GARDEN OVERLOAD, [def]. Mounds of ripe foodstuffs from a copious home garden harvest. The result of seed catalog lust, freakishly positive weather patterns, or (possibly) farmer’s market enthusiasm run amuck.
If you’ve ever planted a garden, even a small garden, you’ve probably been faced with garden overload at one time or another. One day your tame garden spot is peacefully incubating its fruit, and the next day it has turned into a jungle of ripe zucchini, or cucumbers, or green beans all demanding to be picked NOW. Or maybe you innocently bring overload on yourself, like the time I purchased 40 pounds of ripe apricots at the farmer’s market. (In my defense, it was a good buy! And I wanted to make some jam! Yeah, I got a little carried away.)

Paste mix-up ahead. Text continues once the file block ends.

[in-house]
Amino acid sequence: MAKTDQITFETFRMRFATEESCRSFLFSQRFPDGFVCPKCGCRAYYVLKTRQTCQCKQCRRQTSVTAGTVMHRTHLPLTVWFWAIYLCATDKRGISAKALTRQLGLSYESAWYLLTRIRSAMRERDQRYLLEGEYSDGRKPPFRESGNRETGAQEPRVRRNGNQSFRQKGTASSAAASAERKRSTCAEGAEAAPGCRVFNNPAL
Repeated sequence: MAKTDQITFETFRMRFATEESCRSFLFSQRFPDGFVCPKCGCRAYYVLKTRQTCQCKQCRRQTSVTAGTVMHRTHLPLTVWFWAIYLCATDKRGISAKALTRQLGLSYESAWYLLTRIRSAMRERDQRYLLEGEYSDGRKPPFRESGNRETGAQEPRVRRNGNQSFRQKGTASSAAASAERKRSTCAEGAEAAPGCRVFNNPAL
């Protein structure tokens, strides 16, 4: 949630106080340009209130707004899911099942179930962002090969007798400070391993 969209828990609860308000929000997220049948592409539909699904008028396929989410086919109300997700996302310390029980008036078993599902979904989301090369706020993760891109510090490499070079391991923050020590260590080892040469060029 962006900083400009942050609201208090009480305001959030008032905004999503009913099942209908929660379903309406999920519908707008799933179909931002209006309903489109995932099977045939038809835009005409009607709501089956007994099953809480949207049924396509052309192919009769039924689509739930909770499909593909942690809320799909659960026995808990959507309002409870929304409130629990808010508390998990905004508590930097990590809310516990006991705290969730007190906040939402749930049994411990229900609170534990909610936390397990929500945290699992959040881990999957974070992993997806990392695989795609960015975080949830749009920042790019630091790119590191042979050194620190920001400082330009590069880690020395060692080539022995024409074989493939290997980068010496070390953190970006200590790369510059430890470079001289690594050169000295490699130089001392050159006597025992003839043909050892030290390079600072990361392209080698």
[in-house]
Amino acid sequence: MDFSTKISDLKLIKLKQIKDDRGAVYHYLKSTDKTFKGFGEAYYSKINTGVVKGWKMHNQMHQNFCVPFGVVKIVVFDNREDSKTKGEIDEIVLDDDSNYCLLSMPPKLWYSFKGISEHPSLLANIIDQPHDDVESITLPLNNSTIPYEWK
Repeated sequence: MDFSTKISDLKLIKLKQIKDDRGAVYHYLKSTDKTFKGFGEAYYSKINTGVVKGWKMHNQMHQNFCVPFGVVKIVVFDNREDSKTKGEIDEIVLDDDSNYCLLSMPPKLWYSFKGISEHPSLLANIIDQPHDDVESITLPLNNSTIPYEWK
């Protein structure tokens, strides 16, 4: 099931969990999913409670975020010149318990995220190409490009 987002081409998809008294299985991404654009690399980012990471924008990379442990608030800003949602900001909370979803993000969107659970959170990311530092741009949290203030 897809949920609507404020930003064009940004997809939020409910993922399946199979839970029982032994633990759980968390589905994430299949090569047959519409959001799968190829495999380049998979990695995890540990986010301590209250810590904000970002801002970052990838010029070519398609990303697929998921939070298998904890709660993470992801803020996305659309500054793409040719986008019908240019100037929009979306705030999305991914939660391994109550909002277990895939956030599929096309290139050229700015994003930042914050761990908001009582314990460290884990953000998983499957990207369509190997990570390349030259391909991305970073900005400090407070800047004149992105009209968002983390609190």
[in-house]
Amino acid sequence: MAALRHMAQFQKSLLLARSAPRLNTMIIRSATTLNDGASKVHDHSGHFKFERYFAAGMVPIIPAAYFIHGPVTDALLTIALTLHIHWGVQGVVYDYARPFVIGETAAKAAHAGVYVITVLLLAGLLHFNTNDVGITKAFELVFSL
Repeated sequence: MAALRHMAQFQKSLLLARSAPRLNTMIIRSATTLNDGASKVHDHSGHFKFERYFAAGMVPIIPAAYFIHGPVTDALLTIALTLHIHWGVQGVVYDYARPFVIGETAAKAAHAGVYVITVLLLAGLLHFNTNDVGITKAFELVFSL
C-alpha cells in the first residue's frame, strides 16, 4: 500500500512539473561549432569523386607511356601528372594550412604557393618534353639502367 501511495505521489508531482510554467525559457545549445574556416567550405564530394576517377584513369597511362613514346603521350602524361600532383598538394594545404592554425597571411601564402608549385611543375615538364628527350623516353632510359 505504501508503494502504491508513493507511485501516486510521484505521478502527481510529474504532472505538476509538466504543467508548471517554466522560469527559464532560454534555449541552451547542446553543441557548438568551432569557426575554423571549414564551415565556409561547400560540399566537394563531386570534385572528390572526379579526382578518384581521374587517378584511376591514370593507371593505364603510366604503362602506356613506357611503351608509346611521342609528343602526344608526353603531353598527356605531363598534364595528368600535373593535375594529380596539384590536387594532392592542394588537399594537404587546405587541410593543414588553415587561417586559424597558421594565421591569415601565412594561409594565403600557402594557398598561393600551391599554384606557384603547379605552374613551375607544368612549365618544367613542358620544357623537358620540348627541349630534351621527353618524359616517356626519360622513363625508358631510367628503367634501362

Which brings me to the second reason for canning and preserving. Since I am basically cheap (that thrifty Yankee blood) I just can’t let delicious, fresh food go to waste. Canning and preserving lets me keep that summer flavor all year long. So bushels of peaches are sliced and frozen for wintertime smoothies, colorful zucchini and cucumbers become jars of bread-and-butter pickles, mounds of cherry tomatoes are dried for salads and sauces, and even late harvested green tomatoes are chopped and frozen for wintertime enchilada sauce.
Canning and Preserving tames the garden overload and provides my family with finger-licking foods all winter long. How do you deal with your garden overload?